At first glance, the kettlebell around the world exercise might seem simple, and maybe even goofy: you pass a kettlebell around your body in a circular motion. Heck, you say, a child could do that. But when you try it, you’ll see that it works muscles you never thought of in ways you never have, and it’s a necessary stepping stone to flashier, more sophisticated training like kettlebell flows and complexes.
Here’s a complete guide to the kettlebell around the world, from how to master to the movement to the whole world of movement it can unlock for you.
What Is The Kettlebell Around The World?
The kettlebell around the world, also called a hip halo by some coaches, has you moving a kettlebell around your body in a circular pattern, switching from one hand to the next. You’re allowed to use momentum so that the kettlebell flows smoothly through the transitions, but you have to control it—the weight can’t touch any part of your body (aside from your hands).
Here’s how to do it.
(See 01:02 in the video.)
Step 1. Stand very tall holding a light kettlebell (about 4–7 kilos/8–16 pounds) in one hand. Hold the bell at the far edge of the handle so you leave space for the other hand to grasp it easily. Retract your neck and tuck your chin, draw your shoulders back so your chest is proud, and tuck your tailbone under slightly so that your pelvis is level with the floor. You should feel like your posture is perfect. Now brace your core and hold this position throughout the exercise.
Step 2. Set the kettlebell in motion around your body (either direction, clockwise or counter-clockwise, is fine). When the kettlebell is directly in front of your body, switch it over to the other hand, and when it comes around directly behind your body, switch back. Move fast enough that you get some momentum going, but don’t try to rush it—set a steady rhythm.
Keep your arms straight the whole time. “Allowing bend in the elbows will cause your arms to get tired,” says Shane Heins, Onnit’s Director of Fitness Education.
It’s important to maintain your posture and balance throughout the movement. As you get more experienced and graduate to bigger kettlebells, this will become more challenging, so focus on staying tall and braced from the very beginning. Heins suggests placing a small box or other object between your feet and squeezing it in order to train you to keep your thighs tense—this will help you maintain stability.
You can perform the around the world for reps or time (for example, 30 seconds straight), but make sure you work it in both directions. So if you do 5 reps clockwise, immediately follow up with 5 reps counter-clockwise, so you build balanced strength.
Around The World Kettlebell Benefits
That circular motion accomplishes much more than meets the eye, and you’ll feel it all as soon as you start doing the movement (correctly, that is). Controlling the kettlebell’s path and momentum while keeping good posture trains the core and a bunch of other stabilizer muscles hard. (What else is going to keep you from bending or twisting as the weight travels away from your center of gravity?) Your wrist and forearm muscles have to clench the handle to prevent the weight from slipping away, so the around the world works your grip strength too.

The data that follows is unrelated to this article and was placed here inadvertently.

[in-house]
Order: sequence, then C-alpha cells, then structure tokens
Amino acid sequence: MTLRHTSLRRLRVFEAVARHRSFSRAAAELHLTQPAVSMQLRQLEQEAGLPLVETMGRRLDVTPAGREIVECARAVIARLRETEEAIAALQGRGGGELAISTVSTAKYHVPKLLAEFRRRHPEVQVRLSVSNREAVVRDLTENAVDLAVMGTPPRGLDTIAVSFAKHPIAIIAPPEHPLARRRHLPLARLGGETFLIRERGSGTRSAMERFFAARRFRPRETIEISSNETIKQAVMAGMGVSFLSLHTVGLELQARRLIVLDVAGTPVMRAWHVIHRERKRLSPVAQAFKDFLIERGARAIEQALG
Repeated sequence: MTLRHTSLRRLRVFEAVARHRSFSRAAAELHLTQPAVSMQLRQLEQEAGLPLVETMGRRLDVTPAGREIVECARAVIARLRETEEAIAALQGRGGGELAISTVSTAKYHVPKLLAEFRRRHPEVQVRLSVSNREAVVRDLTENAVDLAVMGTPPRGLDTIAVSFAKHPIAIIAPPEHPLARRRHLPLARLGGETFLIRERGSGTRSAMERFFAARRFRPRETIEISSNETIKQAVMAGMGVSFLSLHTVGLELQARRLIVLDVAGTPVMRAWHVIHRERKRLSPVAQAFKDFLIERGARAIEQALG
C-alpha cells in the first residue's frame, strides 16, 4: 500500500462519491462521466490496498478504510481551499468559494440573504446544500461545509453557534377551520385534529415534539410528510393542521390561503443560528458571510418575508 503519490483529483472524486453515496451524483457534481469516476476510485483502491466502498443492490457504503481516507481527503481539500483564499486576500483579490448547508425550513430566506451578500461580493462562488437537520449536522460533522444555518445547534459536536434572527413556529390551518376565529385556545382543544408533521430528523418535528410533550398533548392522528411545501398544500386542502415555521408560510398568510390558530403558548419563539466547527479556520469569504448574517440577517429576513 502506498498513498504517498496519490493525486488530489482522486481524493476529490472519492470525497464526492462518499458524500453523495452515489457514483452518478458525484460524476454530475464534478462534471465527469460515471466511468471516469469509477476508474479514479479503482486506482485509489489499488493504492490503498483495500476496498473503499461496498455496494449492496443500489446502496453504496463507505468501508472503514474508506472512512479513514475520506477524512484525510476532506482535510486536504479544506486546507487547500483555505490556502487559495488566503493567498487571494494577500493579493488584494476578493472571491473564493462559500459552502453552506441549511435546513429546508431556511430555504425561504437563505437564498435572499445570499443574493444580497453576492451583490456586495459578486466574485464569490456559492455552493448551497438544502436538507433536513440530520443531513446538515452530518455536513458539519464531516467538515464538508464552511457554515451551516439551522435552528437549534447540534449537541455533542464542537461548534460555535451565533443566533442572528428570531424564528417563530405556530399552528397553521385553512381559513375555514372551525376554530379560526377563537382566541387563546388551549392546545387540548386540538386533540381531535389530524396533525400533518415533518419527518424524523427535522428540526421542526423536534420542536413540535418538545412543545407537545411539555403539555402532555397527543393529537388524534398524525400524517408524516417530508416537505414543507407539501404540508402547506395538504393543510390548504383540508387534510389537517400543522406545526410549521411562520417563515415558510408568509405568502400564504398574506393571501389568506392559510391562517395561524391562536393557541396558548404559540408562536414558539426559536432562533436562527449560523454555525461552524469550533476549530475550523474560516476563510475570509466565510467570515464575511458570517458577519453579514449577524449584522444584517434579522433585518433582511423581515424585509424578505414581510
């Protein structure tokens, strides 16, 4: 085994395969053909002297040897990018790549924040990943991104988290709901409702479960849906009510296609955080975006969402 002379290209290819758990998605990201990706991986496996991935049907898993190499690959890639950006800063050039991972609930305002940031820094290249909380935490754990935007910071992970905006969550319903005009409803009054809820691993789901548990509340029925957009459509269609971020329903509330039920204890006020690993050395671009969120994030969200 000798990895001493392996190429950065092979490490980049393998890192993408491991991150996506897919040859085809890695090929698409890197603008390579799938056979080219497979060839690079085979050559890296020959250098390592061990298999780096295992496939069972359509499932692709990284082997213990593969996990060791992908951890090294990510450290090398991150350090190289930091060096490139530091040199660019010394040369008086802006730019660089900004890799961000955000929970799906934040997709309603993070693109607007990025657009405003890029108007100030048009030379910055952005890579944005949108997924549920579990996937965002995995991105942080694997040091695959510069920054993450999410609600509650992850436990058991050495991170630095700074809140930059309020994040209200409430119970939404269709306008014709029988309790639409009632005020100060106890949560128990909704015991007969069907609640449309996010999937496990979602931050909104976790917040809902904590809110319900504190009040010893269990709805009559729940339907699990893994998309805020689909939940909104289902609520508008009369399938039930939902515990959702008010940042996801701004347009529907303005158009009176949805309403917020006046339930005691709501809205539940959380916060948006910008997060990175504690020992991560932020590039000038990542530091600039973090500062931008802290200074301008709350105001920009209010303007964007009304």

On top of that, the centrifugal force you generate with the around the world creates a pulling effect that tractions out the shoulders, elbows and wrists. This really feels great, especially if you have years of heavy, joint-compressive lifting under your belt, and can arguably help to prevent injury and speed recovery from other strength-training workouts. Decompressive weight training, Heins says, is often overlooked and very valuable: controlling a weight as it pulls on your joints strengthens them, just as lifting a weight that compresses your joints does.
If you have athletic ambitions, or just want to get good at more advanced kettlebell training, the around the world should be a staple in your programs, as it works eye-hand coordination and balance. Over time, you’ll develop a better sense of where the kettlebell is in space around you, and you’ll be able to make the hand offs quicker and more smoothly.
Sophisticated kettlebell routines require you to change direction quickly and express strength in all the different planes of motion. Kettlebell flows, where you transition from one exercise to another, such as a clean to a squat and then rotational press, are an example of this. The kettlebell around the world lays the groundwork for this level of skill, helping you get comfortable with moving a weight 360 degrees around your body. You’ll have a hard time getting the hang of cleans, snatches, and twisting motions without mastering the around the world as a pre-req.
What Muscles Do Kettlebell Around The Worlds Use?
To list them all would take more words than we have the patience to write (and, presumably, more than you’d have the patience to read), but take our word that the deltoids, core (rectus abdominis, olbiques, transversus abdominis), wrist flexors and extensors, spinal erectors, quads, glutes, and various muscles in the hips on down will be engaged in every revolution of the around the world.